The teacher realize, "Oh, actually I need to be aware of my language. I'll be more..."
Ross: Almost like an interactive observation there, isn't it? I think, so often observations we have to wait until the very end of the class before we get people the feedback.
You mentioned at the beginning the thing about learning to drive. When you learn to drive, you don't drive for an hour. At the end of it, the driving instructor says, "OK, you messed up this. You didn't look at in your rear‑view mirror..."
Tracy: That's a problem.
Ross: "...you shouldn't this, you shouldn't this." They tell you as soon as it happens. They tell you every time you're making a mistake, and they help you get better. That cycle, the time between getting the feedback and being able to apply it when you are learning to drive is a few seconds. Whereas, when you are learning to teach, it's often a few hours or a few days.
How do you know if a career in teaching is right for you?
Ross: You've been teaching for like 10 years, right?
Ross: Me too, roughly. When you first started teaching, did you think you'd still be involved in teaching 10 years later?
Tracy: I think so. What about you?
Ross: Definitely not. I just planned to come and teach for, I think, about six months. Just planned to go and travel.
Tracy: I think a lot of teachers are like you. That first year, they really don't know if you like it or not. Maybe just for traveling purpose and see how it goes.
Ross: Some people fall in love with it. Did you know, I used to be a civil engineer before? I think I wanted to be civil engineer because I thought it would be creative. You'd have lots of autonomy to do new and interesting things.
Tracy: What's your work, like building anything?
Ross: It was just like designing stuff. I think the problem with it was you design a tiny, tiny part of one building. You really didn't feel that you have very much independence or creative output.
Tracy: Maybe you build a wall, in the whole building or something like that.
Ross: Something like that. Whereas, what I really, really enjoy about teaching was that there was a huge amount of autonomy which I thought was great, a lot of independence. It's very creative. You get to make all your own materials. No two lessons are ever exactly the same. I think that best thing of all about is helping people get better.
Tracy: To be a teacher, you need to be really creative, like you said the autonomous.
Ross: Care about people. I think that's the most important thing. You have to really care about your students.
Tracy: I think this profession have a really high requirements for people.
Ross: You know how I love to quote Penny Earle, right?
Tracy: Yes. I know, go on.
Ross: I'm going to play Penny Ur quote, about how she says, "You know if a career in teaching is right thing for you."
Penny Ur: My secret criterion for who's a real teacher. I think if you can say, I get my yes moment from when a student learns something, and I really feel that they got it, particularly, incidentally, the students who are slow or difficult to find it.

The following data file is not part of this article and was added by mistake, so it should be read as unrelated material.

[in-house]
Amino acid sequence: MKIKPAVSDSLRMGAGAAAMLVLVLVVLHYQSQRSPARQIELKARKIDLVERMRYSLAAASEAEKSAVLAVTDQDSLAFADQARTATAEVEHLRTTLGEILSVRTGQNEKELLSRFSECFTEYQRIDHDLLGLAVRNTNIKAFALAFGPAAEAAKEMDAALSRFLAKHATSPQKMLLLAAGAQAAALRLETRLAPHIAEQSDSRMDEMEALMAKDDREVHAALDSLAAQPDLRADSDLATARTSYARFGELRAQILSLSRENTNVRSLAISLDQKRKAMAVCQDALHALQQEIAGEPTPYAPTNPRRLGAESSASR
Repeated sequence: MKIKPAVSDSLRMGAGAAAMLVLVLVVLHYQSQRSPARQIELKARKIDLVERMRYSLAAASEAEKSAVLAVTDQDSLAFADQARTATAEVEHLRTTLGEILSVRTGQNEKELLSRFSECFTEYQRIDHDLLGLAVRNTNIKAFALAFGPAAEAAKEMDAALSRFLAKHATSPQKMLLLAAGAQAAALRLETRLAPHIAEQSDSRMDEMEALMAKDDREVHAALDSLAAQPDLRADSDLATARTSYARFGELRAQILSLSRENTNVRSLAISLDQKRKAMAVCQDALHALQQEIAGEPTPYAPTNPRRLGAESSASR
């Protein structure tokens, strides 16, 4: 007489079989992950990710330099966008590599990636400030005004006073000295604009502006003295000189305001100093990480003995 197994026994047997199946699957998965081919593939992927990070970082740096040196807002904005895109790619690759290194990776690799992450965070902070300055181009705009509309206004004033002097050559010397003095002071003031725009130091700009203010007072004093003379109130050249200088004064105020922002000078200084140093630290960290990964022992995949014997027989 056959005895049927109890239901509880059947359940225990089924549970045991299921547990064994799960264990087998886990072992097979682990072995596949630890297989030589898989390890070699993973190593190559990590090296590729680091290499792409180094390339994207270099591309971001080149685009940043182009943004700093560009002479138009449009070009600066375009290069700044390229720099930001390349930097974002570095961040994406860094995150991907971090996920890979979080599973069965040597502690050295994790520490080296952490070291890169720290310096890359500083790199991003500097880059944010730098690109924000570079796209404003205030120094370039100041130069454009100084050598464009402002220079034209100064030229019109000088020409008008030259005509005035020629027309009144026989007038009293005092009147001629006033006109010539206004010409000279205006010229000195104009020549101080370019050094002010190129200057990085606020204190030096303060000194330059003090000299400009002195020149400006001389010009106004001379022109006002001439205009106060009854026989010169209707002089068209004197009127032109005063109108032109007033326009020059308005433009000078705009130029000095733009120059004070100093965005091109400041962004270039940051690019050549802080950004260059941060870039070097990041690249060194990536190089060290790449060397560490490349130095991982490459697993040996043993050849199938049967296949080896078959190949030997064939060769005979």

The moment when they make that breakthrough and they can speak English, or they've succeeded in a task, they've done something, that's real teaching.
Ross: I remember deciding why within three months, this is awesome, I want to keep doing this. I remember having an argument in a bar with my director of studies. He said to me, "I bet you £1,000 that you're not involved in this industry in 10 years." It's almost 10 years.
Tracy: You need to find him.
Ross: I know I need to find him and get my money back.
Ross: I think that's one of the really sad things about this industry is...I think outside, a lot of people still have this impression of it, that it is something that people who want to travel as one of our...
Tracy: Colleague, he says at the very beginning, he was a traveler who teaches. Now, he became a teacher who travels.
Ross: That's certainly what happened to me.
Tracy: Another thing that's about satisfaction, because I think within one hour from the start into the end, you can see people develop so much, right just 60 minutes. Some other job maybe not. You have to wait until, I don't know, a couple months or even years.
Ross: I'll come back to that civil engineering thing that I said earlier, that I was in that job for a year. It was like two years or three years later before anything that I was working on got built. It was almost like three years turn around, between working on something and seeing the result of your labor.
Advice for first year teachers
Ross: Tracy, if there's any first year teacher listening to this, what advice would you have for them?
Tracy: Don't be shy, just try.
Tracy: Don't be shy. Just don't be afraid of asking questions.
Ross: You mean to the colleagues?
Tracy: Yeah, to the colleagues or to your mentor. If you really don't know, don't pretend and just try. Sometimes even something you saw, it doesn't mean it will be working in your class or for your students. Just try it. If it failed, so what? You'll do it again and try something different. Always bear in mind, there is no golden rule.
Ross: Except, don't be shy, just try.
Tracy: Bye, everyone.
Transcription by CastingWords